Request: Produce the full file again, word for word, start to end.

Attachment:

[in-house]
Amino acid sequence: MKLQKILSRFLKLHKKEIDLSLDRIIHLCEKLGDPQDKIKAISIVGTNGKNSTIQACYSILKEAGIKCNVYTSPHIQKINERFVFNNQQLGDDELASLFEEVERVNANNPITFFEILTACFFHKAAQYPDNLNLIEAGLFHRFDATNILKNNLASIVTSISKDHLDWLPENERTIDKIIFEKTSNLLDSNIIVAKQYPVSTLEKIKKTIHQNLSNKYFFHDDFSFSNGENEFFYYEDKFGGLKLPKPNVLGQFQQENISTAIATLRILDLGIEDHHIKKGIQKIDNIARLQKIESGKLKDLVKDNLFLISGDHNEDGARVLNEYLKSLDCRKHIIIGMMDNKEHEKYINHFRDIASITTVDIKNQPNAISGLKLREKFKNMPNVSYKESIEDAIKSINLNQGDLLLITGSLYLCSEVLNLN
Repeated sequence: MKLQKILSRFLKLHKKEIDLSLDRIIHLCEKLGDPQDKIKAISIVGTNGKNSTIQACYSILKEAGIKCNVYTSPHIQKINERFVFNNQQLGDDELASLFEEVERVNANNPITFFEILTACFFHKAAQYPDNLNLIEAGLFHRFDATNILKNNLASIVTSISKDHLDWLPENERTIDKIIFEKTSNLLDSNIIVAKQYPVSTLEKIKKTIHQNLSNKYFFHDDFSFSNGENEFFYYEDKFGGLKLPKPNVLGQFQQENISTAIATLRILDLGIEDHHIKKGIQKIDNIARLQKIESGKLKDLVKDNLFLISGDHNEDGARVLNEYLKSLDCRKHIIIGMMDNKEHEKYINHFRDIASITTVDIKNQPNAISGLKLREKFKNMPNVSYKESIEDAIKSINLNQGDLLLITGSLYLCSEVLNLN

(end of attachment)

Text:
[in-house]
Amino acid sequence: MKLQKILSRFLKLHKKEIDLSLDRIIHLCEKLGDPQDKIKAISIVGTNGKNSTIQACYSILKEAGIKCNVYTSPHIQKINERFVFNNQQLGDDELASLFEEVERVNANNPITFFEILTACFFHKAAQYPDNLNLIEAGLFHRFDATNILKNNLASIVTSISKDHLDWLPENERTIDKIIFEKTSNLLDSNIIVAKQYPVSTLEKIKKTIHQNLSNKYFFHDDFSFSNGENEFFYYEDKFGGLKLPKPNVLGQFQQENISTAIATLRILDLGIEDHHIKKGIQKIDNIARLQKIESGKLKDLVKDNLFLISGDHNEDGARVLNEYLKSLDCRKHIIIGMMDNKEHEKYINHFRDIASITTVDIKNQPNAISGLKLREKFKNMPNVSYKESIEDAIKSINLNQGDLLLITGSLYLCSEVLNLN
Repeated sequence: MKLQKILSRFLKLHKKEIDLSLDRIIHLCEKLGDPQDKIKAISIVGTNGKNSTIQACYSILKEAGIKCNVYTSPHIQKINERFVFNNQQLGDDELASLFEEVERVNANNPITFFEILTACFFHKAAQYPDNLNLIEAGLFHRFDATNILKNNLASIVTSISKDHLDWLPENERTIDKIIFEKTSNLLDSNIIVAKQYPVSTLEKIKKTIHQNLSNKYFFHDDFSFSNGENEFFYYEDKFGGLKLPKPNVLGQFQQENISTAIATLRILDLGIEDHHIKKGIQKIDNIARLQKIESGKLKDLVKDNLFLISGDHNEDGARVLNEYLKSLDCRKHIIIGMMDNKEHEKYINHFRDIASITTVDIKNQPNAISGLKLREKFKNMPNVSYKESIEDAIKSINLNQGDLLLITGSLYLCSEVLNLN